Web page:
Lower soil moisture threshold for transpiration decline under water deficit correlates with lower canopy conductance and higher transpiration efficiency in drought-tolerant cowpea
As water availability is critical for reproduction, terminal drought tolerance may involve water-saving traits. Experiments were undertaken under different vapour pressure deficit (VPD) and water regimes (water stress (WS) and well watered (WW)) to test genotypic differences and trait relationships in the fraction of transpirable soil water (FTSW) at which transpiration declines, canopy conductance (proxied by transpiration rate (TR, g H2O cm–2 h–1)), canopy temperature depression (CTD, °C), transpiration efficiency (TE, g kg–1) and growth parameters, using 15 contrasting cowpea (Vigna unguiculata (L.) Walp.) genotypes. Under WW conditions at the vegetative and early podding stages, plant mass and leaf area were larger under low VPD, and was generally lower in tolerant than in sensitive genotypes. Several tolerant lines had lower TR under WW conditions and restricted TR more than sensitive lines under high VPD. Under WS conditions, transpiration declined at a lower FTSW in tolerant than in sensitive lines. Tolerant lines also maintained higher TR and CTD under severe stress. TE was higher in tolerant genotypes under WS conditions. Significant relationships were found between TR, and TE, CTD and FTSW under different water regimes. In summary, traits that condition how genotypes manage limited water resources discriminated between tolerant and sensitive lines. Arguably, a lower canopy conductance limits plant growth and plant water use, and allows tolerant lines to behave like unstressed plants until the soil is drier and to maintain a higher TR under severe stress, as lower TR at high VPD leads to higher TE.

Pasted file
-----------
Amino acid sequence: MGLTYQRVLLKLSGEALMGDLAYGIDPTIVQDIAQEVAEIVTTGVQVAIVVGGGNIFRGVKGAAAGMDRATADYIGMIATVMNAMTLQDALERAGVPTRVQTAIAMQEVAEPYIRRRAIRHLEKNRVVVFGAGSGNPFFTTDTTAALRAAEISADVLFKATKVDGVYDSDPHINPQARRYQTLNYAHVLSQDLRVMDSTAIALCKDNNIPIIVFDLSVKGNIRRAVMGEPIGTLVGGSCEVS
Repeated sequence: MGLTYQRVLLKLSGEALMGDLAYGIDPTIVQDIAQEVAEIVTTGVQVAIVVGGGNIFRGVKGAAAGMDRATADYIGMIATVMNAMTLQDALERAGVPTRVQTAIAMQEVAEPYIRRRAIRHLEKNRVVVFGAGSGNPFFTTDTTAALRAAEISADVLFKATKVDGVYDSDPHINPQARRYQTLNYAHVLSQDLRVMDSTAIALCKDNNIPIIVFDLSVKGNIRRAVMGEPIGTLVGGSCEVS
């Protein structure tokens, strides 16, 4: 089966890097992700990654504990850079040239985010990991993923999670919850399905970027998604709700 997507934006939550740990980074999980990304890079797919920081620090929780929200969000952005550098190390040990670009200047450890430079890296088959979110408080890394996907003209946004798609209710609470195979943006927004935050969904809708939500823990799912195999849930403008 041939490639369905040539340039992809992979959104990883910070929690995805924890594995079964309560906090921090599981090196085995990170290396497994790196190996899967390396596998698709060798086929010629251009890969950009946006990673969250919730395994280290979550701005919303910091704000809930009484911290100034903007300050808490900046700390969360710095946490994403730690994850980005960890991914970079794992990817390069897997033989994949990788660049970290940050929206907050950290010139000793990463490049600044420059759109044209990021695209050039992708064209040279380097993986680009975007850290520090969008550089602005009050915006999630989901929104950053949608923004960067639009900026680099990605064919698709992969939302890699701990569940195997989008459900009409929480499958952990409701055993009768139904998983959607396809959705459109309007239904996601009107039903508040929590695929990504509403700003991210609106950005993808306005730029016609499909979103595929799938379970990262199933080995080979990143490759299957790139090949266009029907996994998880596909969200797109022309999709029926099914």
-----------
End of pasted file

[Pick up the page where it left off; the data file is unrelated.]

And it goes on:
Belko, N.; Zaman-Allah, M.; Cisse, N.; Diop, N.N.; Zombre, G.; Ehlers, J.D.; Vadez, V. Lower soil moisture threshold for transpiration decline under water deficit correlates with lower canopy conductance and higher transpiration efficiency in drought-tolerant cowpea. Functional Plant Biology (2012) 39 (4) 306-322. [DOI: 10.1071/FP11282]